While astronomers have found indirect evidence of these disturbances, the waves have so far eluded direct detection. Ground-based observatories designed to find them are on the verge of achieving greater sensitivities, and many scientists think that this discovery is just a few years away.
Catching gravitational waves from some of the strongest sources -- colliding black holes with millions of times the sun's mass -- will take a little longer. These waves undulate so slowly that they won't be detectable by ground-based facilities. Instead, scientists will need much larger space-based instruments, such as the proposed Laser Interferometer Space Antenna, which was endorsed as a high-priority future project by the astronomical community.
A team that includes astrophysicists at NASA's Goddard Space Flight Center in Greenbelt, Md., is looking forward to that day by using computational models to explore the mergers of supersized black holes. Their most recent work investigates what kind of "flash" might be seen by telescopes when astronomers ultimately find gravitational signals from such an event.
Studying gravitational waves will give astrophysicists an unprecedented opportunity to witness the universe's most extreme phenomena, leading to new insights into the fundamental laws of physics, the death of stars, the birth of black holes and, perhaps, the earliest moments of the universe.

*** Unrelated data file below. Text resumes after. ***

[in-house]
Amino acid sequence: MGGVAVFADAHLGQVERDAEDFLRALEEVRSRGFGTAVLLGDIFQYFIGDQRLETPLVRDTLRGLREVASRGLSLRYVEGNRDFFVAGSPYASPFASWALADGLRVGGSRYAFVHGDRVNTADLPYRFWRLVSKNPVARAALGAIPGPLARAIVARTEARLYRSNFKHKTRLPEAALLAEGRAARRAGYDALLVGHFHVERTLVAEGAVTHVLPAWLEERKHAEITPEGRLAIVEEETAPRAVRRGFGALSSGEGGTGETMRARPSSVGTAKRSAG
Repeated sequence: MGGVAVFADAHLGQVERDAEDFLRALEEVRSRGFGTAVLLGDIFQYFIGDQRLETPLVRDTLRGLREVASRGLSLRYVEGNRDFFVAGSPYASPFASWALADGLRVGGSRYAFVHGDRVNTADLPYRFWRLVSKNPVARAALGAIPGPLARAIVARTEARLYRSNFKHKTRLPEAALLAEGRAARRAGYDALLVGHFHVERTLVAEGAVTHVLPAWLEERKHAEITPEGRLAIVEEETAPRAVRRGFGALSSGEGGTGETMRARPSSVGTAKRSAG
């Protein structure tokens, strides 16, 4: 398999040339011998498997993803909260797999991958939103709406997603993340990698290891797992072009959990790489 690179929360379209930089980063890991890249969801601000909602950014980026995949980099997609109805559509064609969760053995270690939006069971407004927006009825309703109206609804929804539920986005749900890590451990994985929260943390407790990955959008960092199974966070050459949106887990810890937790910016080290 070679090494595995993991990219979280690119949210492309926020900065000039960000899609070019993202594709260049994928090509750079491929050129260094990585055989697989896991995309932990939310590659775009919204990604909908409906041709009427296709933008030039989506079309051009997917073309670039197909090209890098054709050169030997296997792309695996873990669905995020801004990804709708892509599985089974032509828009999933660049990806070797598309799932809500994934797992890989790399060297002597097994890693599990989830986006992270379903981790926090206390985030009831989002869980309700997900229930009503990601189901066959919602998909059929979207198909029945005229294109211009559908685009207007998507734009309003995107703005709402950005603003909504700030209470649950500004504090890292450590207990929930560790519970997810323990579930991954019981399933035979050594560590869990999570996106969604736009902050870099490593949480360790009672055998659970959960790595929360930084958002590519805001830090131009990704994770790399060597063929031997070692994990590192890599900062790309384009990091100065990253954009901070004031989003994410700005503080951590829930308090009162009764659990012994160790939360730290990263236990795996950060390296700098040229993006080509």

A black hole is an object so massive that nothing, not even light, can escape its gravitational grip. Most big galaxies, including our own Milky Way, contain a central black hole weighing millions of times the sun's mass, and when two galaxies collide, their monster black holes settle into a close binary system.
"The black holes orbit each other and lose orbital energy by emitting strong gravitational waves, and this causes their orbits to shrink. The black holes spiral toward each other and eventually merge," said Goddard astrophysicist John Baker.
Close to these titanic, rapidly moving masses, space and time become repeatedly flexed and warped. Just as a disturbance forms ripples on the surface of a pond, drives seismic waves through Earth, or puts the jiggle in a bowl of Jell-O, the cyclic flexing of space-time near binary black holes produces waves of distortion that race across the universe.
While gravitational waves promise to tell astronomers many things about the bodies that created them, they cannot provide one crucial piece of information -- the precise position of the source. So to really understand a merger event, researchers need an accompanying electromagnetic signal -- a flash of light, ranging from radio waves to X-rays -- that will allow telescopes to pinpoint the merger's host galaxy.
Understanding the electromagnetic counterparts that may accompany a merger involves the daunting task of tracking the complex interactions between the black holes, which can be moving at more than half the speed of light in the last few orbits, and the disks of hot, magnetized gas that surround them. Since 2010, numerous studies using simplifying assumptions have found that mergers could produce a burst of light, but no one knew how commonly this occurred or whether the emission would be strong enough to be detectable from Earth.